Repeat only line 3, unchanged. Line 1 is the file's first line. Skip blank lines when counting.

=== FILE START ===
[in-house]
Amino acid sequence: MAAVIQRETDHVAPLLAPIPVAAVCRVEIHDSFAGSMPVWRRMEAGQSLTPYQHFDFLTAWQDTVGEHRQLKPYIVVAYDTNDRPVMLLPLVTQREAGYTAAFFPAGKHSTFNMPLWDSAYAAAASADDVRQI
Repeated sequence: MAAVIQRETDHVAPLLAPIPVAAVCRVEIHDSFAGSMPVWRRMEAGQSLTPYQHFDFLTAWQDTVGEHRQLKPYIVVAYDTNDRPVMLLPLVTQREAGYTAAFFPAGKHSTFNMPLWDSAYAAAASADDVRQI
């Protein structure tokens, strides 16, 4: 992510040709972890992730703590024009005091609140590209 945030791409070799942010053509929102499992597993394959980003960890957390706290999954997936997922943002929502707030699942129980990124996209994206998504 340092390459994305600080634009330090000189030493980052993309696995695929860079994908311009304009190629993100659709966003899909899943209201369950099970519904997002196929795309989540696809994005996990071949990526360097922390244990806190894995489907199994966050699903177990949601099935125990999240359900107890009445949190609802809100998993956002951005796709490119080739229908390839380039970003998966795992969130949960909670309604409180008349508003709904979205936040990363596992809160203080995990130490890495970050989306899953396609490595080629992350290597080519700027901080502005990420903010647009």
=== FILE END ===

Repeated sequence: MAAVIQRETDHVAPLLAPIPVAAVCRVEIHDSFAGSMPVWRRMEAGQSLTPYQHFDFLTAWQDTVGEHRQLKPYIVVAYDTNDRPVMLLPLVTQREAGYTAAFFPAGKHSTFNMPLWDSAYAAAASADDVRQI